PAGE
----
Last year, we built a 26′ greenhouse in the garden. It took a few days to get everything sorted, and we tried a few different methods to adhere the thing to the ground without any stunning successes. As we disconnected our most recent attempt, our phones blared a weather alert. A severe thunderstorm was headed our way! Looking to the west, it was really close. Rain started to fall and thunder cracked. We ran inside. For the next half hour, we all stood at the front windows watching the greenhouse not budge in this storm. Until …
My lovely greenhouse went somersaulting across the yard and became impaled on a tree. We extracted it and checked it over — some bent metal tubes, a broken tube, and several holes in the cover. It was so late in the year that we decided we didn’t actually need a greenhouse for the year & left it as a project for early spring this year. We did, however, purchase a few sections of 10′ EMT last year in preparation for the repair. Well, it’s early spring!
Scott pounded the end of an EMT and bent it in the vice, then drilled it to recreate the broken bottom pole. We fastened an EMT to a few bent tubes.
He then cut a section of copper tube and cross-drilled it so it could fit across the two sides of a broken tube.
A little more bending and straightening, and we were ready to put the cover on again. This time, there are dozens of concrete blocks holding it down. It’s been up for more than 24 hours … so we’re doing better than last year! Tomorrow, we’ll move the started plants into the greenhouse.
Most of the tomatoes have sprouted, and two types of peppers. Peppers seem to take a long time to sprout! I’ve also got an arctic kiwi leafing out beautifully and several grape vines that are starting to sprout leaves.
We got some seeds started this evening — a lot of peppers, tomatoes, and a few other plants. There are a bunch of other peppers to get going, ground cherries, cucumbers, cauliflower, broccoli, and Brussels sprouts. And, once we can start planting outside, corn, beans, peas, and all sorts of stuff for birds.
I planted our garlic today — an assortment of varieties filling one of the raised beds.
I only added about an inch of mulch to the bed. The garlic I planted last year never formed heads — we had lots of green leaves, beautiful scapes that we harvested quickly … but no garlic bulbs! Evidently garlic cloves need exposure to cold temperatures in order to form bulbs. You can actually mulch them too well! Hopefully I’ve got enough mulch to suppress weeds and retain moisture but not so much mulch that the cloves are too toasty this winter.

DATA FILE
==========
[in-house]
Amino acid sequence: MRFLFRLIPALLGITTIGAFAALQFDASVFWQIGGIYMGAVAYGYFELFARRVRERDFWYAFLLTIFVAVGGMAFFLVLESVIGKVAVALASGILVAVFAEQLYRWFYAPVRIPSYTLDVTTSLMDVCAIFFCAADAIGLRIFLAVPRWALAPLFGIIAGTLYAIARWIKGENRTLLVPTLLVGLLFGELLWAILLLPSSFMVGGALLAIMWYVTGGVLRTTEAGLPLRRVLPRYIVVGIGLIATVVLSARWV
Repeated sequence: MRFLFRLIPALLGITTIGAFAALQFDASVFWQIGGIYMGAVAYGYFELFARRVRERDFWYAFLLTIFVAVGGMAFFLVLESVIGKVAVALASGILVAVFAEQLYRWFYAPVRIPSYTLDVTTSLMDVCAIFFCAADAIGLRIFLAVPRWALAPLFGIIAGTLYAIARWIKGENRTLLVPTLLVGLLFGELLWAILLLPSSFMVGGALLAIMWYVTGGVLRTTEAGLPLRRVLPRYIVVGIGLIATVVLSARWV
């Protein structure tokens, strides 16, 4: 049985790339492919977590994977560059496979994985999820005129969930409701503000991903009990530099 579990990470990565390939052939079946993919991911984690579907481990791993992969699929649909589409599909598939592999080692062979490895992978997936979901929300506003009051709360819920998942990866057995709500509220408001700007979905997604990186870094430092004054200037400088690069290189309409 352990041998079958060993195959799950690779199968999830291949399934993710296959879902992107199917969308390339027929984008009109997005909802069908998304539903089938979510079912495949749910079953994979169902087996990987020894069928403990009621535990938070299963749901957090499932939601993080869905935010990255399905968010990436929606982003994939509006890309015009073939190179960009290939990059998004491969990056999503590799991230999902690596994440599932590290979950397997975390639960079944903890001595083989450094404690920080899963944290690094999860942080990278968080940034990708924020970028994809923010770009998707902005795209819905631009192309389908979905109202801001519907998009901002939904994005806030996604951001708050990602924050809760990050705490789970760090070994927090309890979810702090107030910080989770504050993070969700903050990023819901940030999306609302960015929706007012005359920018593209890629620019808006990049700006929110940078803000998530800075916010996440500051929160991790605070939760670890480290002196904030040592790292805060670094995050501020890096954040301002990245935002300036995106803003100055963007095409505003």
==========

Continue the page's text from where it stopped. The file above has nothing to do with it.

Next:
I got the seeds started for our fall harvested vegetables. We bought these little seed starting trays on Amazon — a tray, a 12-cell insert, and a humidity dome with an adjustable vent. The kit came with plant markers … but it seemed silly to write something permanent on the marker. So I turned them into reusable markers by adding some of the blue tape you use for painting a room (because that’s what we’ve got & pen works OK on it). First I put three of the markers in a line on the tape.
A couple of quick slices with an Exacto knife, and I can change the label as needed.
When we decided to use some old cinder blocks to build raised beds, the idea was to fill all of the blocks with dirt and use the spaces as bonus planting spaces for small plants like flowers and herbs. Functional and aesthetically pleasing. I never got far in that project — filled some blocks with dirt and lots of weeds. But no ring of herbs around the bed.
This year, I’m doing it! It’s a time consuming process to clear out the existing plant growth. I’m adding about two inches of rocks (we’ve got a lot of rock-covered beds that we want to de-rock), and filling up with soil. Anya started a bunch of herb plants, so she has been transplanting her seedlings into the blocks and adding some wood mulch (I expect these small blocks will warm up and dry out rather quickly otherwise).
Something like 20 years ago, I tried to grow a plumeria flower in my apartment. I had a broad-spectrum light, plenty of heat, and plenty of humidity. But getting the light turned on and off at the right times wasn’t easy (especially if I was at work all day!).
This seems like a really good use for home automation — our home automation system tracks the sunrise and sunset times for our zip code. It’s possible to essentially cron “stuff” off of these times — e.g. get the birds ten minutes before sunset. I could easily track sunrise and sunset in Honolulu then have my light turn on at sunrise (or first light) and off at sunset (or last light). Voila — “sunlight” that runs for the proper duration every day.
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